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Product development is an essential but often inefficient and expensive process for manufacturers. Creating a new product allows you to capitalize on a new market and boost revenue, but if R&D takes too long, it limits that opportunity. By the same token, optimizing the development lifecycle will yield improvements across the entire organization.

Manufacturers should seek to accelerate R&D timelines as much as possible, but this speed shouldn’t come at the expense of product quality. Here are five ways you can ensure your development process supports both sides.

1. Implement AI in Research and Design

Artificial intelligence (AI) is one of the most helpful technologies for streamlining product development. Digital champions — companies that use AI and data analytics more extensively — have far more effective development pipelines. Almost a third of these companies earn more than 30% of revenues from new products within two years of introducing them.

AI models can analyze consumer trends to see what kinds of products perform well or what market niches may be underserved. These insights inform product types and designs that will likely achieve better results.

You can also use AI tools to help design new products. AI-assisted CAD programs can automate parts of the digital design process to optimize product layouts and reduce repetitive, manual tasks. You can then bring new products to market in less time, accelerating ROIs.

2. Use 3D Printing or Die Cutting for Rapid Prototyping

Manufacturers can also improve product development by embracing a more efficient prototyping method. Die cutting and 3D printing are two of the best options for this process today.

3D printers significantly reduce waste because they add material instead of cutting it away. They’re also almost entirely automated once they have a design to work off of. Consequently, they’re both fast and cost-efficient, making them an ideal solution for rapid prototyping. Some models can cost tens of thousands of dollars, limiting their scalability, but smaller, more affordable options are sufficient for small-scale production like prototyping.

Die cutting is a more familiar process for many manufacturers and offers similar benefits. The process is easy to automate, fast and can create several parts simultaneously, so you can accelerate the prototyping process while minimizing the risk of human error.

3. Optimize Equipment Maintenance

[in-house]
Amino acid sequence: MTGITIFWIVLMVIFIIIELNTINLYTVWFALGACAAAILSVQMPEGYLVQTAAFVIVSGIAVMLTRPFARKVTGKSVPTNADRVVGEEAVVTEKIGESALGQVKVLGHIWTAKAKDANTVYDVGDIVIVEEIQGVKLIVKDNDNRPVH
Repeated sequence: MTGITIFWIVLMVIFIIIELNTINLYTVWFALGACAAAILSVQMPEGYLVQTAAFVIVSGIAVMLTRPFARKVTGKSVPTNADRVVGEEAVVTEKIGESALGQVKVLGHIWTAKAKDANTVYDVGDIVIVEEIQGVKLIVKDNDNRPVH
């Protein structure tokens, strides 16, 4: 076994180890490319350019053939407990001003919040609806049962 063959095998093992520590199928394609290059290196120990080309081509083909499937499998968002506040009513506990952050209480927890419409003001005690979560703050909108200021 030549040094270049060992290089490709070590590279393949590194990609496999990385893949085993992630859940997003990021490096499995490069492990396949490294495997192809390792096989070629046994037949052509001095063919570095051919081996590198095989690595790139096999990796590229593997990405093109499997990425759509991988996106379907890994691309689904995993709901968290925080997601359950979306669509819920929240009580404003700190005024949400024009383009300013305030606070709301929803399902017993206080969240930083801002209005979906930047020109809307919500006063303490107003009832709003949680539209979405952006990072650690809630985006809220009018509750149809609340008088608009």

Tools like dies and 3D printers are excellent resources, but their efficacy hinges on proper implementation. Maintenance is one of the most important yet easily overlookable aspects of their usage. A more efficient repair process will minimize the risk of costly errors and maximize machine uptime.

Dies will wear down over time, and a blunt die will increase production costs by producing more scrapped material. Setting a schedule to replace these after a certain number of service hours or parts produced to do so before they blunt will prevent these costs.

Predictive maintenance offers an even more efficient repair solution, albeit at a higher upfront cost. This strategy uses Internet of Things (IoT) sensors to alert employees when a machine needs repair. As a result, you can prevent equipment errors while minimizing maintenance-related downtime by avoiding unnecessary repair stops.

4. Design for Efficiency

Because product development affects future production, it’s important to keep the later stages in mind during the initial design phase. As you design new products, consider how their shape, layout and materials may impact manufacturing efficiency.

One of the best ways to design for efficiency is to consider how you can use existing machines, workflows and resources. You may be able to reuse old dies for some components or use materials that current products create a surplus of in their production. Looking for these areas will make it easier to manufacture new items while minimizing waste from existing ones.

Similarly, avoid using new or expensive materials or production methods for the sake of technological advancement. While these assets have a place, sometimes a cheaper option is sufficient for a certain product. Question whether any level of expense is necessary before signing off on it.

5. Involve All Stakeholders Early

Product development should also involve all affected stakeholders as early in the process as possible. That includes customers. By involving these parties in earlier design and development phases, you’ll ensure the end product and its related manufacturing workflows meet everyone’s needs.

Create a customer advisory panel to gain feedback from with early prototypes and suggestions. Their insights will inform product types and designs that are more likely to perform well once on the market. Similarly, involving experienced production floor workers in the design phase can reveal if any workflow adjustments would be unnecessarily complex or disruptive.

Scrum — a development philosophy from the software industry — can be helpful in this area. The scrum framework involves pursuing short-term goals over stretches of at most a month and meeting daily to go over each worker’s progress. This collaborative, review-heavy approach enables faster development cycles where all stakeholders influence their areas of expertise.

Optimize Product Development Today

Developing a new product can be an intimidating prospect, but it doesn’t have to be expensive or slow. If manufacturers implement one or more of these steps, they can revitalize their R&D. When that happens, they can enjoy faster times to market, higher ROIs and better product performance.

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